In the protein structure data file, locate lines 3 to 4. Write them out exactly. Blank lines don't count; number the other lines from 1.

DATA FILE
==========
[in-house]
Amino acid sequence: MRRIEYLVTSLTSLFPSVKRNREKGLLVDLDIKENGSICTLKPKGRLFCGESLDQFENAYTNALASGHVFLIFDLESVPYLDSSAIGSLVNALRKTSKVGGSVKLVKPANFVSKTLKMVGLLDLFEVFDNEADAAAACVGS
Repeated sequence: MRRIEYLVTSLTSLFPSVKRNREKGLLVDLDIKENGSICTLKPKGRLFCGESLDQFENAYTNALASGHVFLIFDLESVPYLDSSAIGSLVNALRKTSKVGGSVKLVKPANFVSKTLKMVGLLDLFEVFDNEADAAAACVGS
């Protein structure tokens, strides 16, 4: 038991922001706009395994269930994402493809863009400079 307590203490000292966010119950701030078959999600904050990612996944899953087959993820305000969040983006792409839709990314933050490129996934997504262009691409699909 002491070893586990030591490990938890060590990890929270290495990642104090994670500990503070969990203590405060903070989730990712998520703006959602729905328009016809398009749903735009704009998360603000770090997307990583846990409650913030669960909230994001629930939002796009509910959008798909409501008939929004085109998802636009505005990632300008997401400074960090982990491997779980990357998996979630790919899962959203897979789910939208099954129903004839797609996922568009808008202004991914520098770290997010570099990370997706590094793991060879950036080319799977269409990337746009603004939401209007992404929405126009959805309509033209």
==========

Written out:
Repeated sequence: MRRIEYLVTSLTSLFPSVKRNREKGLLVDLDIKENGSICTLKPKGRLFCGESLDQFENAYTNALASGHVFLIFDLESVPYLDSSAIGSLVNALRKTSKVGGSVKLVKPANFVSKTLKMVGLLDLFEVFDNEADAAAACVGS
């Protein structure tokens, strides 16, 4: 038991922001706009395994269930994402493809863009400079 307590203490000292966010119950701030078959999600904050990612996944899953087959993820305000969040983006792409839709990314933050490129996934997504262009691409699909 002491070893586990030591490990938890060590990890929270290495990642104090994670500990503070969990203590405060903070989730990712998520703006959602729905328009016809398009749903735009704009998360603000770090997307990583846990409650913030669960909230994001629930939002796009509910959008798909409501008939929004085109998802636009505005990632300008997401400074960090982990491997779980990357998996979630790919899962959203897979789910939208099954129903004839797609996922568009808008202004991914520098770290997010570099990370997706590094793991060879950036080319799977269409990337746009603004939401209007992404929405126009959805309509033209």